12 February 2016
Coorow was a melting pot of information about agricultural innovation and climate science at the recent Productive Farming Futures Forum organised by NACC.
Amangu/Badimia Yamaji and NAIDOC Elder of the Year Mr Graham Taylor 2015 welcomed the full house – more than 70 guests – who attended the event.
For honoured guest and keynote speaker, Australia’s national Advocate for Soil Heath, Major General the Honourable Michael Jeffery, the solution to maintaining productivity in the face of climate change is firmly imbedded in soil health. “Good soil management underpins a sustainable, profitable and more secure future for us all, in a world with a changing climate and more intense economic demands,” he said. ”To save the planet, save the soil”.
The forum brought together a wide range of presenters – from industry, government organisations, research institutions and local farmers – all of whom are tackling the issue of climate change from different perspectives, but with the same goal – adaptation.
The forum was focused on seeking-out opportunities in agriculture in a changing climate, highlighting a range of different techniques that farmers in the Northern Agricultural Region are using to adapt to climate change and creating local solutions to a global issue.
Senior meteorologist at the Bureau of Meteorology, Glenn Cook kicked-off presentations with a summary of the long-term climate trends in Southwest Australia, noting that overall the region is drying and warming.
Lucy Anderton then looked at the issue from a business point of view, highlighting the risks and rewards of farm management decisions, and how investing in new technology and adoption of best practise methodologies drives growth.
So what is best practice in a changing climate? Dr Dean Revell presented the results from grazing industry farm trials, demonstrating that by using different shrub and pasture options that “cope when conditions are tough, allows you to capitalise when times are good” and shared the benefits of having “adaptable animals” that are “suited to the environment”.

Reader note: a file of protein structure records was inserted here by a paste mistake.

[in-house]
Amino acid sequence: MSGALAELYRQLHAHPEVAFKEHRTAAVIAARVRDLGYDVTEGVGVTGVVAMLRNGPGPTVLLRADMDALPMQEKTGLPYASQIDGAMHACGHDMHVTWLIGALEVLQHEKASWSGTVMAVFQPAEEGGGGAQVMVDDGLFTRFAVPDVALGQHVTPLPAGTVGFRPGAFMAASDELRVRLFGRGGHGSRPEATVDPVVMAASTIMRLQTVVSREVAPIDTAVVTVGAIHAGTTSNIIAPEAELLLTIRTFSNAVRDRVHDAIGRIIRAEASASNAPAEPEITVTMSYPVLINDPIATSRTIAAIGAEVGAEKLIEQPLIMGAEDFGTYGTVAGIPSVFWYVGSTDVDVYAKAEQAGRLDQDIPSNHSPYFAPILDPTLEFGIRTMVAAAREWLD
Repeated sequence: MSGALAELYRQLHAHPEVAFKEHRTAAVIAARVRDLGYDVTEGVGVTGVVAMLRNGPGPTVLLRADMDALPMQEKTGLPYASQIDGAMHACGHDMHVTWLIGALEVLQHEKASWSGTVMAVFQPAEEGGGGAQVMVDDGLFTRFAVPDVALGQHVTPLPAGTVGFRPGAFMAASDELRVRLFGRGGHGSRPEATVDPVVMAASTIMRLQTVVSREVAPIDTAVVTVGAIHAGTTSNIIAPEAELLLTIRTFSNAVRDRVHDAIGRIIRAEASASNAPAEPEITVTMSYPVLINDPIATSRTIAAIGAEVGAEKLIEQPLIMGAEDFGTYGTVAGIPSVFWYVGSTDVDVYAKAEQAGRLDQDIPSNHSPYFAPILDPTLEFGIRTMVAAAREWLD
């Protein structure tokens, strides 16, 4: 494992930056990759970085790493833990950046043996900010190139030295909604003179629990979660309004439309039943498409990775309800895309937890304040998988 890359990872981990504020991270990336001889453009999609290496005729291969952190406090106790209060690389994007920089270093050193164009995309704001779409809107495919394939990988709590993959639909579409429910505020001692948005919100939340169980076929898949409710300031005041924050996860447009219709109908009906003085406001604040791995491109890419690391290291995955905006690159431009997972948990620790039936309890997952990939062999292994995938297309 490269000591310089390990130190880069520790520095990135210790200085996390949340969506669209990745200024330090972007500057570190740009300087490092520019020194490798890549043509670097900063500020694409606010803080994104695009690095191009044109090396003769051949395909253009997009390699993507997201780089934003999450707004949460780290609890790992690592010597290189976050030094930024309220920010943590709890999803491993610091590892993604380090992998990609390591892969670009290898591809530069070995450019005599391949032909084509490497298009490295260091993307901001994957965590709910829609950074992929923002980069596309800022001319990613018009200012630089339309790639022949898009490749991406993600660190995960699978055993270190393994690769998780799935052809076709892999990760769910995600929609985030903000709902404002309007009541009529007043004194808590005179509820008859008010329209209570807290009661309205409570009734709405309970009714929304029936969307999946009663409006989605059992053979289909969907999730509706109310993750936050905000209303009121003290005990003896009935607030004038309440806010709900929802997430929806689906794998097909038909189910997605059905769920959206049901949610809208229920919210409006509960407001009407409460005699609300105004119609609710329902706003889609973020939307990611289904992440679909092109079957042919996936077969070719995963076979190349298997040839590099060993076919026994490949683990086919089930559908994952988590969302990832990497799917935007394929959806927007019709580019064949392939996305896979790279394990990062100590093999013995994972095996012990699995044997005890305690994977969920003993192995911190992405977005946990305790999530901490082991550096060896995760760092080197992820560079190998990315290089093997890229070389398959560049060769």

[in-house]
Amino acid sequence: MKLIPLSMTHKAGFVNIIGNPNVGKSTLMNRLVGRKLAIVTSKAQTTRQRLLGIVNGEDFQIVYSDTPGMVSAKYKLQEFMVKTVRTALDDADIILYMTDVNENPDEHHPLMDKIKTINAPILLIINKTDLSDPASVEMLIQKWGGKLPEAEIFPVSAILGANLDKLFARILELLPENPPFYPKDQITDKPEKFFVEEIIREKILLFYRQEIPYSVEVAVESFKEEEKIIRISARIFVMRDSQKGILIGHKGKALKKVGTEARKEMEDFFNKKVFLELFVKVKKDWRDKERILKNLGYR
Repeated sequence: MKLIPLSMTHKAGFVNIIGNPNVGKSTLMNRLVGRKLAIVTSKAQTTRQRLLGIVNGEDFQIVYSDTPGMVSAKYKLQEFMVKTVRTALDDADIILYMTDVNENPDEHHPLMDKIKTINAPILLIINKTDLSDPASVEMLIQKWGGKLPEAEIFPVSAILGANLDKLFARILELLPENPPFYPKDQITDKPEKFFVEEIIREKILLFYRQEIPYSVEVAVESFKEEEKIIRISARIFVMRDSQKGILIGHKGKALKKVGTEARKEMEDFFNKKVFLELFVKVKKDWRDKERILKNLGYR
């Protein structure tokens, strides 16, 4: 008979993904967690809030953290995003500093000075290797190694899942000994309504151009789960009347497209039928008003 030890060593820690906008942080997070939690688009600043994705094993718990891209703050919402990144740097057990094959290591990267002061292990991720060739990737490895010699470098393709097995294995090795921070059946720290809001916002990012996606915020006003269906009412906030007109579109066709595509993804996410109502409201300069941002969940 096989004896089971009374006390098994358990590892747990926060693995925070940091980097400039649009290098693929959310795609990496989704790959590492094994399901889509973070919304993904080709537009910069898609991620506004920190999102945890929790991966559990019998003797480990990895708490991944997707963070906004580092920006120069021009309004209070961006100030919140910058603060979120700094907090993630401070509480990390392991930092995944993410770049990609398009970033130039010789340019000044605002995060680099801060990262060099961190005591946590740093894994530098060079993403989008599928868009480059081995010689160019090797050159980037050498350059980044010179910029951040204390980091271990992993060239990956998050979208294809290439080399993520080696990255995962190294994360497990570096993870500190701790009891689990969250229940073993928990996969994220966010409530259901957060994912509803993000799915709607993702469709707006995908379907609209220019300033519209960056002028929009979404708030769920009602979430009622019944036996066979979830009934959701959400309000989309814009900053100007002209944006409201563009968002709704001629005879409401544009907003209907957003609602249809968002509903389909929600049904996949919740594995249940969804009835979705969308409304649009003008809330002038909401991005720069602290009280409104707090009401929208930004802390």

2015 Soil Health Champion and local farmer, Stuart McAlpine inspired everyone with his insights into diversifying production as a means of adaptation, and methods that he was implementing or planning for transforming the Wheatbelt into the “Foodbelt”.
Dr David Bowran raised many interesting points regarding the implications of climate change on farm biosecurity – managing the “bad guys”.
UWA Associate Professor Theo Evans then highlighted the possible benefits of insect “good guys” – in a novel approach to climate adaptation, with his research into the benefits of ants and termites on crop productivity in a drying climate. Adoption of conservation agriculture techniques including no till and stubble retention allow these important soil macrofauna to thrive, resulting in improved grain yields in his Binnu case-study.
Theo explained how the benefits observed in trial sites as a direct result of ants and termites included increased water retention and nutrient availability in the soil, resulting in an increased yield of 36 per cent!
Mango grower Neil Lantzke discussed impacts of climate change on horticulture, and how farmers are adapting this industry to changing conditions. His case study on the National Landcare Programme funded Southern Mango Growers Association Farm Demonstration project, a NACC supported project, was a great example of how industries are using innovation to maintain productivity under often harsh environmental conditions.
NACC Deputy Chair and Carbon Neutral Director Kent Broad finished the line-up of presentations, and delivered a compelling message about the benefits of biodiverse carbon plantings, opportunities available in the regional landscape, and the importance of maintaining community and culture.
The event was very timely, with a post-forum survey indicating that 72 per cent of responders had experienced impacts or losses that they attribute to climate change. Attendees took away increased knowledge about the manifestation of climate change and associated adaptation options and methods.
Overall the event was well received, with attendee Paul Findlater from DAFWA commenting that it was “the best event of this type that I have ever attended”.
NACC is supportive of seeing landholders and groups sharing their experiences and continuing to apply innovative ideas to addressing the challenges that face agriculture.
Any local farmers who have an idea for an innovative demonstration that they would like to run on their farm are urged to please go to the NACC website to download an application for Round 4 of NACC’s Farm Demonstration Grants, which provide up to $25,000 for demonstrations which are innovative and address natural resource management issues in the region. Applications close 29 February 2016.
The Productive Farming Futures Forum was supported by the Australian Government’s NRM Planning for Climate Change Fund and National Landcare Programme, Royalties for Regions, Inspiring Australia and the Mid West Science Engagement Group.
For a full rundown of the event please take a look at the impressive sequence of tweets that captured the full story of the day.